Reporting from Washington — Secretary of State Hillary Rodham Clinton said Friday that the U.S.- China relationship does not fall "neatly into black-and-white categories like 'friend' or 'rival.' "
Clinton, assessing the important relationship in a speech in advance of China President Hu Jintao's visit to Washington next week, acknowledged that in President Obama's first two years in office, the two countries have had "some early successes, but also some frustrations."
She said the U.S. goal with China will be to build a "positive, cooperative and comprehensive relationship." But she conceded that the two countries will continue to have disagreements, growing from "profoundly different political systems and outlooks."
Clinton said the United States intends to continue strengthening its economic and security ties to East Asian nations, even though some in China see that process as an effort to contain the expansion of Chinese influence.
She said China needed to overcome "its reluctance at times to join us in building a stable and transparent military-to-military relationship." The military has been one of the Chinese institutions most wary of the United States, and has often preferred to keep the Pentagon at arm's length.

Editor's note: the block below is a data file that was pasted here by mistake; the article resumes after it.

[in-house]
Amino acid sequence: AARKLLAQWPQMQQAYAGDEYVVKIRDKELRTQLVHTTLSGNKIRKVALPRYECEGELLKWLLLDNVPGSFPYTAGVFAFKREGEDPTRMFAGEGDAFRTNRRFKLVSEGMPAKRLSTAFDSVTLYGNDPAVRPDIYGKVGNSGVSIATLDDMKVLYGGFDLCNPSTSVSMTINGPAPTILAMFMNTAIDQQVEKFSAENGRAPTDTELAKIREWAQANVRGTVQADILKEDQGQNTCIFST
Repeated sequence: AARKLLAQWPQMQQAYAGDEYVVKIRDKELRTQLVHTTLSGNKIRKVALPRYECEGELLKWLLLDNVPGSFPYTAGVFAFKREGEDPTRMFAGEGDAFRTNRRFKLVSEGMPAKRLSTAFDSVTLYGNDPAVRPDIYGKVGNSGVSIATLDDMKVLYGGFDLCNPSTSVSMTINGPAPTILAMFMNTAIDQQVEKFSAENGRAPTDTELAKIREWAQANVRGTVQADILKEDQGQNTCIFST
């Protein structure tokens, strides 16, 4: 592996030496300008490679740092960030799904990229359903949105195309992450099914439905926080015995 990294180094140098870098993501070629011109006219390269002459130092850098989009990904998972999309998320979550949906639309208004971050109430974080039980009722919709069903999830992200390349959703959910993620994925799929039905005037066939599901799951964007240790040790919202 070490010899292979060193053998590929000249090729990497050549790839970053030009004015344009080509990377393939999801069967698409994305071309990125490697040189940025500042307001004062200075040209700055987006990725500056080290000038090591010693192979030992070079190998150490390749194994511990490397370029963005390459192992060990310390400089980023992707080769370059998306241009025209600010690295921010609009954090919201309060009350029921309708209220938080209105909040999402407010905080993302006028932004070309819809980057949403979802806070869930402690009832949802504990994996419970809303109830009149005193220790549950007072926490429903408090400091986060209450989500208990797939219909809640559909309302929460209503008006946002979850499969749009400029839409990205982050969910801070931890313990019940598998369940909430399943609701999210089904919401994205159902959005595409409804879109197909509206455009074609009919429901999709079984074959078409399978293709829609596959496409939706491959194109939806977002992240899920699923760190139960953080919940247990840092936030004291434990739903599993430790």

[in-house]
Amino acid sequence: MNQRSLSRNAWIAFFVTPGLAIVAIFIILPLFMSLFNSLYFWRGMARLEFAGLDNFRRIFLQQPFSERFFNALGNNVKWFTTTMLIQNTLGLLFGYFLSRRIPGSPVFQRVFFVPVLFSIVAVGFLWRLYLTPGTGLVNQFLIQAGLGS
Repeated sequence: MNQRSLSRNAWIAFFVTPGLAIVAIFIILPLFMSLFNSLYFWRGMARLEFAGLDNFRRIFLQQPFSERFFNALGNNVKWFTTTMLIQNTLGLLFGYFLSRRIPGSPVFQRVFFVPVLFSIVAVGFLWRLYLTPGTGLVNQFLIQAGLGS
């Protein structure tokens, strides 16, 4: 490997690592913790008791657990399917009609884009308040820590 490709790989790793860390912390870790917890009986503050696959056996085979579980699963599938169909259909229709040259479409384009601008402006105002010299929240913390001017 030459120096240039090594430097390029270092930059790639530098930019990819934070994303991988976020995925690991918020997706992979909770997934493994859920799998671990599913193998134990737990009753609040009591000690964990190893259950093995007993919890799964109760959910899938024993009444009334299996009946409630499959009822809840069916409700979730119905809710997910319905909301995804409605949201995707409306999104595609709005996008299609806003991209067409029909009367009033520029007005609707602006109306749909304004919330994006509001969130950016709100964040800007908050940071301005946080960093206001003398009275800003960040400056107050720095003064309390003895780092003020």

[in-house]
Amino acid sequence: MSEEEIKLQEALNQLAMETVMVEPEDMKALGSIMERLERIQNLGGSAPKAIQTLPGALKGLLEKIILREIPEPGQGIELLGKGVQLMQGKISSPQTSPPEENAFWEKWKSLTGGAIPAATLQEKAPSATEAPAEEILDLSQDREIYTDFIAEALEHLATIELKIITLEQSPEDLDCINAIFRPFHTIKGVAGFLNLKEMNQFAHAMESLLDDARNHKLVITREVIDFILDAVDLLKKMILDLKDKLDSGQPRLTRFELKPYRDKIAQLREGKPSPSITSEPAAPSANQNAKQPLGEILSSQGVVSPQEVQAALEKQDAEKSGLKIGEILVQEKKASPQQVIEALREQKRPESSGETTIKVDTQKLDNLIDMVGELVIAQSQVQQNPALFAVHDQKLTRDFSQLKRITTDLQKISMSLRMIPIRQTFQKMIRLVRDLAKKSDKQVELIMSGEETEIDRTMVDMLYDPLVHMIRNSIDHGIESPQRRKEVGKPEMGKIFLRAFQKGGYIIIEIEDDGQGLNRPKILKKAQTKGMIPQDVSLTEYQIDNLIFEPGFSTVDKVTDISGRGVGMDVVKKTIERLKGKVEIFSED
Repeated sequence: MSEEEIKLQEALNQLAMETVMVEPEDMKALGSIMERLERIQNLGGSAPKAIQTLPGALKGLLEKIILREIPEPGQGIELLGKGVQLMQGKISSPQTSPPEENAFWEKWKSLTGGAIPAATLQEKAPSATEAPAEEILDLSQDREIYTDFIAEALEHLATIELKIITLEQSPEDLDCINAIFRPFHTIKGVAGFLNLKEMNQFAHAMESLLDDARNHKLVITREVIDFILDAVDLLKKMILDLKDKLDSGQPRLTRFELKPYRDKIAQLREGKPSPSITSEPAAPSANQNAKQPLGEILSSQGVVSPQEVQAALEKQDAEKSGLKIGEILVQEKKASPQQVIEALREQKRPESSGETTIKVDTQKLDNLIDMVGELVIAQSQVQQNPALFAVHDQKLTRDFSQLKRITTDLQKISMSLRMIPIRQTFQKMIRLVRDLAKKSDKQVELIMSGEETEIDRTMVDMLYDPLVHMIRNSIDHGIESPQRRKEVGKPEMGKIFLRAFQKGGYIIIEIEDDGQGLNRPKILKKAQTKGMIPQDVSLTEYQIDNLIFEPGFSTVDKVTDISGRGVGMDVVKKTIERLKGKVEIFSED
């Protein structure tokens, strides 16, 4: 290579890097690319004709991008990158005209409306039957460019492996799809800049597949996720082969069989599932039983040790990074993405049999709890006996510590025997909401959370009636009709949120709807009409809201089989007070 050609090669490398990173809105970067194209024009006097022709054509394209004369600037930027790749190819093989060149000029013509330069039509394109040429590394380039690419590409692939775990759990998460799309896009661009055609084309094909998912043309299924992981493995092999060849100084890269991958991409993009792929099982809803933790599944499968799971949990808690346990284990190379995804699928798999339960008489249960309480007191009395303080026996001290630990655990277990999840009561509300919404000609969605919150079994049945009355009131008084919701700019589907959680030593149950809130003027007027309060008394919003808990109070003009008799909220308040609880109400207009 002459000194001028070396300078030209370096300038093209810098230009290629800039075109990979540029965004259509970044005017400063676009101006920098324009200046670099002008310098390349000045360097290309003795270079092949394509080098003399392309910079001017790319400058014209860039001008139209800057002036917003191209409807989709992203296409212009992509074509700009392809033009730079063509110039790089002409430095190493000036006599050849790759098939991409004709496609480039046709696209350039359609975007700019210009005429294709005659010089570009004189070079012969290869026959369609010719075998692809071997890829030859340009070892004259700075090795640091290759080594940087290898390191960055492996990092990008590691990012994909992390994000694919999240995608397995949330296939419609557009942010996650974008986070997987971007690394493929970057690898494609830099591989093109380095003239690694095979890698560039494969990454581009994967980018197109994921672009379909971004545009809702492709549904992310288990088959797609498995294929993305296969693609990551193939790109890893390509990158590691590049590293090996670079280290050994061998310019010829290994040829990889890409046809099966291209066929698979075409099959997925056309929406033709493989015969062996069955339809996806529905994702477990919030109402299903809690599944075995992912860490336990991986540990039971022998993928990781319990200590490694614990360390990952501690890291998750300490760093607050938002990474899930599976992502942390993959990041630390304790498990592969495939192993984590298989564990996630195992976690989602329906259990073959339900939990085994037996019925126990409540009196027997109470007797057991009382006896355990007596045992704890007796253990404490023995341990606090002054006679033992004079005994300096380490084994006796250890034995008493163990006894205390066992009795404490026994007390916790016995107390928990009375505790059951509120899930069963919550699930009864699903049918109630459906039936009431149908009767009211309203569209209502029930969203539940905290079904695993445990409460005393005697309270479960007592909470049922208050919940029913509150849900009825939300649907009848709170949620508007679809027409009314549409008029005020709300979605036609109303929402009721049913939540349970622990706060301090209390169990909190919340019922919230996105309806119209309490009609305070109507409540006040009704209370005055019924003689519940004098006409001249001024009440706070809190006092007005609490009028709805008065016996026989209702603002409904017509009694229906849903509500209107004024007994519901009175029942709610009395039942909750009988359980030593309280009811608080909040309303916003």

Clinton called on China to do more to "send a clear message to Iran's leaders to cease its illicit nuclear activity." She said it also was vital that China join the U.S. in sending North Korea "an unequivocal message that its recent provocations -- including the announced uranium enrichment program -- are unacceptable and in violation of Security Council resolutions and North Korea's own commitments …"
She said the United States would also continue to call for China to observe the human rights of its citizens. She reiterated the U.S. call for release of Liu Xiaobo, the imprisoned dissident writer, and other political prisoners in China.
Clinton's speech broke no major new ground on U.S. policy toward China.
It was originally billed as a major exposition of U.S. views on the relationship. But administration officials scaled back their plan for the speech in recent days, apparently not wanting to risk further tension to a relationship already under some strain as the summit approaches.
Hu Jintao has been embarrassed in recent days by the disclosure that he was unaware that the Chinese military was testing a new radar-evading plane during the visit of U.S. Defense Secretary Robert Gates to Beijing.
Treasury Secretary Timothy F. Geithner also criticized Chinese economic policy in a hard-hitting speech this week.